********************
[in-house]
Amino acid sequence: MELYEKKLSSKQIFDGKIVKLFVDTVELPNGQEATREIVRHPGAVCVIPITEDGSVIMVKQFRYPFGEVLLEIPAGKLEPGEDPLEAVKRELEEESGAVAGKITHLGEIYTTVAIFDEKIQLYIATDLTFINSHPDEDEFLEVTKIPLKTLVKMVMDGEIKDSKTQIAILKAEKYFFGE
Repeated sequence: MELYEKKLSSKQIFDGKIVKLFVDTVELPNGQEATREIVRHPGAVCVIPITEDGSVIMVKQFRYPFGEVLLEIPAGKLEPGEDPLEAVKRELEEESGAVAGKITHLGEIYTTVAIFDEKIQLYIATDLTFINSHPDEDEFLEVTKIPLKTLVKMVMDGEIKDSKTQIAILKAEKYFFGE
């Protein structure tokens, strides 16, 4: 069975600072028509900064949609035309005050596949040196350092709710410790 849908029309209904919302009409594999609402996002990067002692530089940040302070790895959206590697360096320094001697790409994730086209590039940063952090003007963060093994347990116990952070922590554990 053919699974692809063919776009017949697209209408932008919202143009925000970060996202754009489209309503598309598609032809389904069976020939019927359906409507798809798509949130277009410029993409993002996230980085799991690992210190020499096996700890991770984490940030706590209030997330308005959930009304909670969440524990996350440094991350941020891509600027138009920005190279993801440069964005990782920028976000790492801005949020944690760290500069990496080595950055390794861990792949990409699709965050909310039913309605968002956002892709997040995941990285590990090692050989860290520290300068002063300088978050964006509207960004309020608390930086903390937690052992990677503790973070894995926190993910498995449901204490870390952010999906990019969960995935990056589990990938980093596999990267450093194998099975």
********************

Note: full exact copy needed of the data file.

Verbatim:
[in-house]
Amino acid sequence: MELYEKKLSSKQIFDGKIVKLFVDTVELPNGQEATREIVRHPGAVCVIPITEDGSVIMVKQFRYPFGEVLLEIPAGKLEPGEDPLEAVKRELEEESGAVAGKITHLGEIYTTVAIFDEKIQLYIATDLTFINSHPDEDEFLEVTKIPLKTLVKMVMDGEIKDSKTQIAILKAEKYFFGE
Repeated sequence: MELYEKKLSSKQIFDGKIVKLFVDTVELPNGQEATREIVRHPGAVCVIPITEDGSVIMVKQFRYPFGEVLLEIPAGKLEPGEDPLEAVKRELEEESGAVAGKITHLGEIYTTVAIFDEKIQLYIATDLTFINSHPDEDEFLEVTKIPLKTLVKMVMDGEIKDSKTQIAILKAEKYFFGE
């Protein structure tokens, strides 16, 4: 069975600072028509900064949609035309005050596949040196350092709710410790 849908029309209904919302009409594999609402996002990067002692530089940040302070790895959206590697360096320094001697790409994730086209590039940063952090003007963060093994347990116990952070922590554990 053919699974692809063919776009017949697209209408932008919202143009925000970060996202754009489209309503598309598609032809389904069976020939019927359906409507798809798509949130277009410029993409993002996230980085799991690992210190020499096996700890991770984490940030706590209030997330308005959930009304909670969440524990996350440094991350941020891509600027138009920005190279993801440069964005990782920028976000790492801005949020944690760290500069990496080595950055390794861990792949990409699709965050909310039913309605968002956002892709997040995941990285590990090692050989860290520290300068002063300088978050964006509207960004309020608390930086903390937690052992990677503790973070894995926190993910498995449901204490870390952010999906990019969960995935990056589990990938980093596999990267450093194998099975």